Lake Como Road
The Lake Como Road is known nationally as one of the roughest four wheel drive roads in America. It lives up to its' reputation well. We parked very close to the bottom of the hill, just inside the treeline. We were probably 2 miles below where the trailhead oficially is. That's all right, the road went for a dump long before the trailhead and just got worse as we went.
There were a lot of switchbacks in the beginning as the material alternated among dirt, cobblestones, ball bearings, and just plain rock. Slowly, as we trudged up the hill, the trees got larger. We started at 8:00 am but it was hot early.
The views out over the San Luis Valley just got larger as we went. The hillside just above the trailhead marker is where the road finally began to go back into the mountain. Still, there were lots of switchbacks.
Once upon a time there was a gold mine at the very base of Blanca Peak, above Lake Como. The mine wasn't productive enough to warrant building an ore mill on-site so the miners freighted the ore out to Blanca in the valley on mule-drawn wagons. This road was made by and for those wagons. Just below the worst of the rock obstructions in the road, the miners built a kind of half-way camp and called it "Columbine".
Looking downhill from where we parked
This is Columbine in Holbrook Canyon, along the creek
We were about 4 miles into the hike when we crossed the ridge out of Chokecherry Canyon and began the descent into Holbrook Canyon. This was a pretty forested area leading back into the mountain. After a bit we came to the remains of Columbine. We crossed a few more good rock barriers and then crossed Holbrook Creek.
Here is where the road got serious. There was much less dirt and many more cobblestones. There were also many ribs of granite crossing the road and lots of large holes.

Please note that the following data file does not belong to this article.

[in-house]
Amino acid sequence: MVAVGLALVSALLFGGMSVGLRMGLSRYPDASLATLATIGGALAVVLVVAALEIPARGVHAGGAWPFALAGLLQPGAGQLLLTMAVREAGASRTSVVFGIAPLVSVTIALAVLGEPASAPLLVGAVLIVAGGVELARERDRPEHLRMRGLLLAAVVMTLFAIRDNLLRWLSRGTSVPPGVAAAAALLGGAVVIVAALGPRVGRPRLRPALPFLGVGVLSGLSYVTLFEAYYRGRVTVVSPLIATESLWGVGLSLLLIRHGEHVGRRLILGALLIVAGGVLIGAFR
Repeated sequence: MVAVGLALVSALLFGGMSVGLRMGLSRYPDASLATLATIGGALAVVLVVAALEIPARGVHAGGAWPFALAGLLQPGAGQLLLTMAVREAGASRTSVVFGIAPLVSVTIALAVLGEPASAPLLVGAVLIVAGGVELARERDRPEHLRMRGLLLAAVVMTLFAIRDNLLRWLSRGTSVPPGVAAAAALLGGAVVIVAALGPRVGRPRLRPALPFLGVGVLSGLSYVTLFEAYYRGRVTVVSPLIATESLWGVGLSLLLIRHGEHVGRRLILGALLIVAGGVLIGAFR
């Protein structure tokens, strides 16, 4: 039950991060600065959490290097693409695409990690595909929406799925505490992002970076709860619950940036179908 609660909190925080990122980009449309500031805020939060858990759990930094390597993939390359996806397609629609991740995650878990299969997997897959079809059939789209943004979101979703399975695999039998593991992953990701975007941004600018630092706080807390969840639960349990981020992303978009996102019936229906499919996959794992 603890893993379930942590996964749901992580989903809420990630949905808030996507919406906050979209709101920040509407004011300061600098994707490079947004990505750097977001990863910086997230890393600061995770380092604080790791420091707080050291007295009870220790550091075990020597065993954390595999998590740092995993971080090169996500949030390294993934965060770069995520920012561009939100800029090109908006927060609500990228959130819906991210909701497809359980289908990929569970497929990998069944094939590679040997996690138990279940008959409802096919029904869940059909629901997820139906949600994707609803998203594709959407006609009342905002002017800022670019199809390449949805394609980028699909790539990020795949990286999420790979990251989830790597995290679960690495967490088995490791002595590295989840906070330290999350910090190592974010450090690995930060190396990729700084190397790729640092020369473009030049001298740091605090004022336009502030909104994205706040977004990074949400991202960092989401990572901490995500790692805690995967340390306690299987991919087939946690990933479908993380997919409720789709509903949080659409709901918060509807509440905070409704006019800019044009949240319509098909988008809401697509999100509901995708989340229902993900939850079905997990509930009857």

Bill and Furi crossing a rock rib in the road
I don't know if I fell asleep walking or what but suddenly we were at the lake. I remember cobblestone after rock after cobblestone and then mud. Lake Como is in a beautiful place. There were also lots of old cabin remains around the lake (what remains of the town of "Commodore") and part way up the hill above the lake toward Blanca Peak. The road continues on past the lake for maybe another mile and ends in a bowl next to the Blue Lakes.
We started out at 8:00 am and arrived in camp at 12:30 pm. I sat down for a minute, took my pack off and then realized it was almost 4. We hiked about 7 miles carrying 50+ lbs. on our backs. I think we earned the rest of the day off.
From the east end of the lake, the jeep trail heads up the hill above treeline and dead ends at the Blue Lakes. Just short of treeline, a trail heads down and to the right and then up onto a boulderfield that leads into the first chute of the climb to Little Bear. Just above Blue Lakes and to the north (left of the main trail) is the ridge leading up the western side of Ellingwood Point. To the south along here is the main route to the northwest face of Little Bear (don't hurt your neck staring up at the cliff here). Straight ahead on the trail leads to Crater Lake and the ruins of the old gold mine, and then on up the hill to Blanca Peak.